Capitol Comments

A new report by the Medicare Office of the Actuary estimated that health spending will grow by an average of 5.8 percent a year through 2020, compared to 5.7 percent without the health overhaul. With that growth,  the nation is expected to spend $4.6 trillion on health care in 2020, nearly double the $2.6 trillion spent last year.

However, the report estimates that spending on health will accelerate this year because the economy is expected to improve and people would have more disposable income to spend on medical care.

The U.S. Department of Health and Human Services (HHS) announced three new initiatives to integrate primary, acute, behavioral health, and long-term services and support for full Medicare-Medicaid enrollees.  

Seventeen states no longer fund circumcisions through Medicaid, in an effort to save money in cash-strapped budgets, while the city of San Francisco attempts to ban the procedure on ethical grounds.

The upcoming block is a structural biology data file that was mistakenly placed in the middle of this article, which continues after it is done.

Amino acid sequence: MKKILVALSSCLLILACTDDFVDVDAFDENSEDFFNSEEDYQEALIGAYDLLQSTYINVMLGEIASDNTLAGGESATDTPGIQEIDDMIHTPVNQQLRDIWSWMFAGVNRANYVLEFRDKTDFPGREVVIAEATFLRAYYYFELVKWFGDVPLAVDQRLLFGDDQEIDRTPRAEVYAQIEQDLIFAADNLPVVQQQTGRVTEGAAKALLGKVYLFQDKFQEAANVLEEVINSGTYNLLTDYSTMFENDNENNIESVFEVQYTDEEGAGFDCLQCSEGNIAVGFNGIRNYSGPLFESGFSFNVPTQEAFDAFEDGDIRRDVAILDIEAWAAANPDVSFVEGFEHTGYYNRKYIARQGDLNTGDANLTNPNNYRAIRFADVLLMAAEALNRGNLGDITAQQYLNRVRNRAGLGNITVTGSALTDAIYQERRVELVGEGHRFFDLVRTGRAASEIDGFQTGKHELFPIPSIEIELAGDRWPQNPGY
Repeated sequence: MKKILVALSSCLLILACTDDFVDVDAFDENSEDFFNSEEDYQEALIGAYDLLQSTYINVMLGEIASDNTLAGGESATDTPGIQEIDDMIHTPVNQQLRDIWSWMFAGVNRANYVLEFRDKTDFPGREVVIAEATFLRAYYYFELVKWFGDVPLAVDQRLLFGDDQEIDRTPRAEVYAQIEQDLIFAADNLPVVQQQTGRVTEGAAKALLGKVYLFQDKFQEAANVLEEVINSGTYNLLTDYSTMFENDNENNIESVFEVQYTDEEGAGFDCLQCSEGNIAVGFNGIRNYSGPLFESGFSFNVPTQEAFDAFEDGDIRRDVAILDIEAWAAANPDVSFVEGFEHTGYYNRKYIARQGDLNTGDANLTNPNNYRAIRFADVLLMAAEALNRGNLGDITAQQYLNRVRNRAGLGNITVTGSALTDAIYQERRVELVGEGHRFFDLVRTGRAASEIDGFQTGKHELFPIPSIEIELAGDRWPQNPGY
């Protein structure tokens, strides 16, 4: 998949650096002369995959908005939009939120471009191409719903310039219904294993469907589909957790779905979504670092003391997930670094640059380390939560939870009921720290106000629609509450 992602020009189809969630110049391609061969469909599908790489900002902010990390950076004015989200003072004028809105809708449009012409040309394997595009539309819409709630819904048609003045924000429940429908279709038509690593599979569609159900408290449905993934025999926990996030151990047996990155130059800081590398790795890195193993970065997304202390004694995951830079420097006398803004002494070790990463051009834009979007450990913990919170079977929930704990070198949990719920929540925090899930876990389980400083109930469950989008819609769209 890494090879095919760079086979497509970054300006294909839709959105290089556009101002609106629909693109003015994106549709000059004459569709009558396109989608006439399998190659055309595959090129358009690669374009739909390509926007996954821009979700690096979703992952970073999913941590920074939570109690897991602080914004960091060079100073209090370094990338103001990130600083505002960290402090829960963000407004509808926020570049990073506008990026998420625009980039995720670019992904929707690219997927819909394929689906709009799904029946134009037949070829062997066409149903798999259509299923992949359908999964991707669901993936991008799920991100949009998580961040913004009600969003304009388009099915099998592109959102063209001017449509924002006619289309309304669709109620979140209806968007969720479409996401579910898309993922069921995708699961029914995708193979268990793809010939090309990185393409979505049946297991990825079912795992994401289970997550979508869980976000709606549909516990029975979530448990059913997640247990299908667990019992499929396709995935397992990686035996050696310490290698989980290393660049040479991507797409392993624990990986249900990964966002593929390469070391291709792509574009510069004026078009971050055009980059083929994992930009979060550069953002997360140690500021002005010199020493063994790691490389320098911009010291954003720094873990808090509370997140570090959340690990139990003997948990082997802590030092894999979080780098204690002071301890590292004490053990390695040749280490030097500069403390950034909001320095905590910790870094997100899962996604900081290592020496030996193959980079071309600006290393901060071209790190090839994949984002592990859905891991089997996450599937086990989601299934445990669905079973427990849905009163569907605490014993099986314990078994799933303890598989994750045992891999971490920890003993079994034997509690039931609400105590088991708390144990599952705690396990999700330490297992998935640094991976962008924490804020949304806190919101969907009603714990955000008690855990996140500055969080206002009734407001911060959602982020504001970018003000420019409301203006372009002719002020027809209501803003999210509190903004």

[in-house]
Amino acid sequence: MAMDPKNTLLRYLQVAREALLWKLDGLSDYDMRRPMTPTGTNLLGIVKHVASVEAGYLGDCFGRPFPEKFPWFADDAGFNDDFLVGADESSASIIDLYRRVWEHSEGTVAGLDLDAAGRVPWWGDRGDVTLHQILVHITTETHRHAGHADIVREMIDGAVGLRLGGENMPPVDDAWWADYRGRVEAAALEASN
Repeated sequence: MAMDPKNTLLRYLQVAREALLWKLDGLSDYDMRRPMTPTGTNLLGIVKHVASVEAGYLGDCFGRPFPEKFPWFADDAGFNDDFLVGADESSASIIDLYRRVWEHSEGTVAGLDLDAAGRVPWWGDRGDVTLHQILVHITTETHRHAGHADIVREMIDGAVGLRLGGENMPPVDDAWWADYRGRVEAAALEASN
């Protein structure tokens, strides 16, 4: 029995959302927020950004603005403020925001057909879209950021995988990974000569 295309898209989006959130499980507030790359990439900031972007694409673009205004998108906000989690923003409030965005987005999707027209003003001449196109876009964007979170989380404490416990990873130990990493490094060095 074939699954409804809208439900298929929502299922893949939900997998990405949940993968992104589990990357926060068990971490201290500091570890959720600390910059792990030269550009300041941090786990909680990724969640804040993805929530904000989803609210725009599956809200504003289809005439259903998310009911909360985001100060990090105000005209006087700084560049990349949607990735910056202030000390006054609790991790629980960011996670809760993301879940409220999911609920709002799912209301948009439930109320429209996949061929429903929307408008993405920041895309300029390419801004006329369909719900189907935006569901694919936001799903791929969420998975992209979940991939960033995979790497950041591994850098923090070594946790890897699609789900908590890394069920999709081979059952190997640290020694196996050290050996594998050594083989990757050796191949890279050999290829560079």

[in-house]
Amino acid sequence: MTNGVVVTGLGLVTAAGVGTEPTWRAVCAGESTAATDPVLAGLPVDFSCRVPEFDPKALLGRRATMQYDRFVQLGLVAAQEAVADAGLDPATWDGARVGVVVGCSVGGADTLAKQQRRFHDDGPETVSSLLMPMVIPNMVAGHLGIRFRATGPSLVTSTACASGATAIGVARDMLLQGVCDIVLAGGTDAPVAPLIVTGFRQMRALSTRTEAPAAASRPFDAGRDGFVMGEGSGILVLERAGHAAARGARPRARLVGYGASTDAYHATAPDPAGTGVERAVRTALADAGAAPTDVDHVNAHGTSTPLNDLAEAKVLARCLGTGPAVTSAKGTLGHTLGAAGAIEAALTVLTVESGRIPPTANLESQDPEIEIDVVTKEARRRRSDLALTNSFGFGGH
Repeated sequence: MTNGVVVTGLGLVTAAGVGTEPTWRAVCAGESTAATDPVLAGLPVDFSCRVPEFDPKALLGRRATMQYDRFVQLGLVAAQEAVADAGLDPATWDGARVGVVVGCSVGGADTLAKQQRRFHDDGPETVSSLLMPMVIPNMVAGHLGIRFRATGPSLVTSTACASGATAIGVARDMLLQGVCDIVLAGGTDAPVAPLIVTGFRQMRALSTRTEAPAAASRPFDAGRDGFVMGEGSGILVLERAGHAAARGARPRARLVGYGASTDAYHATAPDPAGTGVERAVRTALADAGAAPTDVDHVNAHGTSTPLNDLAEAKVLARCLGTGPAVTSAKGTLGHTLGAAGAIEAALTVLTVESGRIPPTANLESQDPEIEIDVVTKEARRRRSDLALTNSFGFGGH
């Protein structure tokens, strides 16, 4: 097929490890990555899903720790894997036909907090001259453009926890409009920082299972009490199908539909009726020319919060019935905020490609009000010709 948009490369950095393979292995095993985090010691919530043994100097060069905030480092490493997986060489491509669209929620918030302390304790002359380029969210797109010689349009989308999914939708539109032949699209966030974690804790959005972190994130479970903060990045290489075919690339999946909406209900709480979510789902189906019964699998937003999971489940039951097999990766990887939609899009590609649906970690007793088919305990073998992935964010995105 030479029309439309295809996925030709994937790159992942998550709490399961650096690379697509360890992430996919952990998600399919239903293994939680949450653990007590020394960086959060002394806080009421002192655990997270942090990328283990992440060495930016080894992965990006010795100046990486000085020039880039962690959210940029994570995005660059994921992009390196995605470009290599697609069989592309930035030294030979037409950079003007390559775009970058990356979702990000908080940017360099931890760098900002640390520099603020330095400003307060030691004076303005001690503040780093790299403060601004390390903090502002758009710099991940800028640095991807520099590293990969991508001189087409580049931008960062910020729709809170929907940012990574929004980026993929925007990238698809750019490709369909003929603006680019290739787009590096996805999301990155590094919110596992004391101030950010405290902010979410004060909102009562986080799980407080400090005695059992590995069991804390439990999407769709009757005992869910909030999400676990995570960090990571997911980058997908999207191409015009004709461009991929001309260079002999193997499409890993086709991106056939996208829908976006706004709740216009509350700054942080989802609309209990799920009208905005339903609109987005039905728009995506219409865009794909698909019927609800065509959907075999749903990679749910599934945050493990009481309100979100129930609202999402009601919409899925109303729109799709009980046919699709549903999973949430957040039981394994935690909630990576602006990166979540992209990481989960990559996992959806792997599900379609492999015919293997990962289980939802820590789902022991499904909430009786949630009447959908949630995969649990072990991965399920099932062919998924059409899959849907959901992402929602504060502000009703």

Adult and childhood obesity remain a major issue for states and the nation. States have implemented various policies and programs to reduce the number of adults and children who are either overweight or obese. The economic benefit of having a healthier population is a significant reason why states continue to push for healthy programs.

Today, Vermont became the first state in the nation to establish a single-payer health care plan for the state. 

Upon the passing of the bill by the Vermont House of Representatives (92-49) and Senate (21-9), Governor Peter Shumlin praised the legislature for becoming "the first state in the country to make the first substantive step to deliver a health care system where health care will be a right and not a privilege."

The legislation guarantees any Vermont resident the right to enroll in a state-sponsored...